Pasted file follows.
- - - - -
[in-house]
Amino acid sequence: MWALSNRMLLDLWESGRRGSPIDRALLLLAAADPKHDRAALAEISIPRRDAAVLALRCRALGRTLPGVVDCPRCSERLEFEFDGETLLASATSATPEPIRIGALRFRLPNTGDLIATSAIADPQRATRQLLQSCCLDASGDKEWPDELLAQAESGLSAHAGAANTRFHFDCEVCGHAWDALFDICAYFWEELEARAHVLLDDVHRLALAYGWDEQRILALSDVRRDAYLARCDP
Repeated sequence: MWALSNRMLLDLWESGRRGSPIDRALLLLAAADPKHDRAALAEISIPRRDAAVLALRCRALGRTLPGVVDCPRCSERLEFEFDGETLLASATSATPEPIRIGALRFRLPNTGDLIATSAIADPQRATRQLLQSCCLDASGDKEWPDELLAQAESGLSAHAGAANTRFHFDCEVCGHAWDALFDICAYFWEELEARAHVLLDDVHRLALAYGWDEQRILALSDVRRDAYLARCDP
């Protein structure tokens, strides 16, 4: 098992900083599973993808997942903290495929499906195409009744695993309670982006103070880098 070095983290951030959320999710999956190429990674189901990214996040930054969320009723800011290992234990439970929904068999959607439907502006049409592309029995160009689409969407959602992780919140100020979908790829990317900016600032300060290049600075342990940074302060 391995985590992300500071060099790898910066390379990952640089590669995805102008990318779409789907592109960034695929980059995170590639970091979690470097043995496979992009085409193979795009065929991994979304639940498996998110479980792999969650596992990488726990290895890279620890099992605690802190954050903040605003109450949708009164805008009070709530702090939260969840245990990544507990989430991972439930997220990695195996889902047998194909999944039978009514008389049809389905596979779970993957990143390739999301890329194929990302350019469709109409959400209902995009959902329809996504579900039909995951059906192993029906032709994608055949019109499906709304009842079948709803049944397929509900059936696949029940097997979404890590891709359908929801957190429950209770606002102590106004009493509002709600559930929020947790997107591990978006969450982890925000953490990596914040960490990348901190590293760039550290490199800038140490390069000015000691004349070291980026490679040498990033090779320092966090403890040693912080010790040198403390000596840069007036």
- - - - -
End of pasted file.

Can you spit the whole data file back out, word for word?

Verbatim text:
[in-house]
Amino acid sequence: MWALSNRMLLDLWESGRRGSPIDRALLLLAAADPKHDRAALAEISIPRRDAAVLALRCRALGRTLPGVVDCPRCSERLEFEFDGETLLASATSATPEPIRIGALRFRLPNTGDLIATSAIADPQRATRQLLQSCCLDASGDKEWPDELLAQAESGLSAHAGAANTRFHFDCEVCGHAWDALFDICAYFWEELEARAHVLLDDVHRLALAYGWDEQRILALSDVRRDAYLARCDP
Repeated sequence: MWALSNRMLLDLWESGRRGSPIDRALLLLAAADPKHDRAALAEISIPRRDAAVLALRCRALGRTLPGVVDCPRCSERLEFEFDGETLLASATSATPEPIRIGALRFRLPNTGDLIATSAIADPQRATRQLLQSCCLDASGDKEWPDELLAQAESGLSAHAGAANTRFHFDCEVCGHAWDALFDICAYFWEELEARAHVLLDDVHRLALAYGWDEQRILALSDVRRDAYLARCDP
């Protein structure tokens, strides 16, 4: 098992900083599973993808997942903290495929499906195409009744695993309670982006103070880098 070095983290951030959320999710999956190429990674189901990214996040930054969320009723800011290992234990439970929904068999959607439907502006049409592309029995160009689409969407959602992780919140100020979908790829990317900016600032300060290049600075342990940074302060 391995985590992300500071060099790898910066390379990952640089590669995805102008990318779409789907592109960034695929980059995170590639970091979690470097043995496979992009085409193979795009065929991994979304639940498996998110479980792999969650596992990488726990290895890279620890099992605690802190954050903040605003109450949708009164805008009070709530702090939260969840245990990544507990989430991972439930997220990695195996889902047998194909999944039978009514008389049809389905596979779970993957990143390739999301890329194929990302350019469709109409959400209902995009959902329809996504579900039909995951059906192993029906032709994608055949019109499906709304009842079948709803049944397929509900059936696949029940097997979404890590891709359908929801957190429950209770606002102590106004009493509002709600559930929020947790997107591990978006969450982890925000953490990596914040960490990348901190590293760039550290490199800038140490390069000015000691004349070291980026490679040498990033090779320092966090403890040693912080010790040198403390000596840069007036």